The COP26 summit is about climate change and how countries are planning to tackle it. COP26 is now taking place in Glasgow between 31st October and 12th November 2021 and any decisions made could lead to big changes to our everyday lives.
COP stands for Conference of the Parties, and will be attended by countries that signed the United Nations Framework Convention on Climate Change (UNFCCC) – a treaty agreed in 1994.
Why do we need COP?
The world is getting warmer because of fossil fuel emissions caused by humans. Icecaps are melting and sea levels are rising. We are seeing more extreme weather events taking place around the world – including heatwaves, floods and forest fires, these naturally occurring events are being made worse because of the effects of climate change.
The past decade was the warmest on record, and governments around the world agree that urgent action is needed to help countries pollute less and take responsible actions toward managing climate change.
Taoiseach Micheál Martin has said that action on climate change must match the rhetoric, as he appeared at the Cop26 summit in Glasgow. The Taoiseach joined other world leaders at the climate conference in Scotland, where he took the opportunity to defend Ireland’s own record on climate action.
The Irish government is preparing to publish the Climate Action Plan, which will provide greater detail on how the country plans to drastically cut carbon emissions over the next decade.
This is a good starting point for understanding more – An Irish government website focusing on climate jargon was developed in collaboration with a group of young people from Comhairle na nÓg. In simple terms, the website provides plain English explanations for common climate terms.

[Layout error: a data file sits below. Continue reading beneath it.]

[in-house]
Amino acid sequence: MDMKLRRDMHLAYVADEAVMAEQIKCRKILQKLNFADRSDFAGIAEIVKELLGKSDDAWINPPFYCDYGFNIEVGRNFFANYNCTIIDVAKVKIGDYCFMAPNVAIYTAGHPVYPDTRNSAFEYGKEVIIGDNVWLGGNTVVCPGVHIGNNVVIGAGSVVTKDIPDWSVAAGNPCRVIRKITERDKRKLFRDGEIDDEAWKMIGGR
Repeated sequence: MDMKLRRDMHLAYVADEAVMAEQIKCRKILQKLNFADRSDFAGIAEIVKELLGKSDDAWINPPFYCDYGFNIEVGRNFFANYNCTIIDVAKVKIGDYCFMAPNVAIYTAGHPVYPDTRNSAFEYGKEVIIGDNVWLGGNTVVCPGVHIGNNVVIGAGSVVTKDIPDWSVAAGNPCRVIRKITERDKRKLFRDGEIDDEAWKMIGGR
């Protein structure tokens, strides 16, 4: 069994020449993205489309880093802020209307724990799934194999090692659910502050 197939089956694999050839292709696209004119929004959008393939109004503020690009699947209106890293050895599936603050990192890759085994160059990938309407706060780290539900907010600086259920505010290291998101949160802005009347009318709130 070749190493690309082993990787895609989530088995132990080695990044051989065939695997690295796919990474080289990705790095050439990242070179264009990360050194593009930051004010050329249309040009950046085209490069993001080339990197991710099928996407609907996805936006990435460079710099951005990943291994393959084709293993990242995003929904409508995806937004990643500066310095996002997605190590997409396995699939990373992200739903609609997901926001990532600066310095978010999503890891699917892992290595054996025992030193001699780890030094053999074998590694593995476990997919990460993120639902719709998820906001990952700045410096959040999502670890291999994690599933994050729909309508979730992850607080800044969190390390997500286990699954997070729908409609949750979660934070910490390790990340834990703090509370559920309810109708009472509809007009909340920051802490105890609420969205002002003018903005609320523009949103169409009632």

The website is designed to be of assistance to anyone looking to understand the language used in relation to climate change and climate action.
The project was devised following feedback received from young people during 2020 about the complexity of the terminology associated with climate science and policy and how it creates barriers to participation and engagement.
With this feedback in mind, a subgroup of the Comhairle na nOg National Executive was established. This group of young people worked on the project over several months in 2020. They attended virtual meetings and workshops and provided continuous feedback on all aspects of the Project.
They helped choose the terms that needed to be explained, helped make sure the explanations were understandable and inputted into the design of the website.
Department of the Taoiseach worked with Environmental Protection Agency, SEAI and Met Eireann to develop the explanations for each of the terms. In order to make the website a reality.
The interactive and accessible website went live in the first half of 2021 and enables users to search or browse terms in several ways. It also carries the National Adult Literacy Agency’s plain English mark in recognition of its use of plain language throughout.
In launching the website, the Taoiseach, Micheál Martin thanked all involved in the development and said “Climate change is the biggest challenge facing our planet, but the language around it is complex and not easy to understand. This website is a practical and useful resource that will help people gain a greater understanding of climate action.”
Minister Roderic O’Gorman TD for Dublin West and spokesperson for Children, Equality, Disability, Integration & Youth said: “Young people have led the way on climate action, and I want to ensure that they continue to be centrally involved in our response to climate change. The project shows the value of collaborating with young people, and I hope it will be of use to everyone with an interest in protecting our environment.”
It is intended to update the website regularly to include additional and news terms related to Climate Change.
The website features include three ways in which terms can be searched:
- Entering term in search box
- Browsing by sector
- Download the full list in A-Z format.
The website also includes a short “Jargon Buster” quiz that asks readers to test their climate jargon knowledge.
You can visit the website www.climatejargonbuster.ie and please share the link with family, friends, at work and at school! Enjoy!
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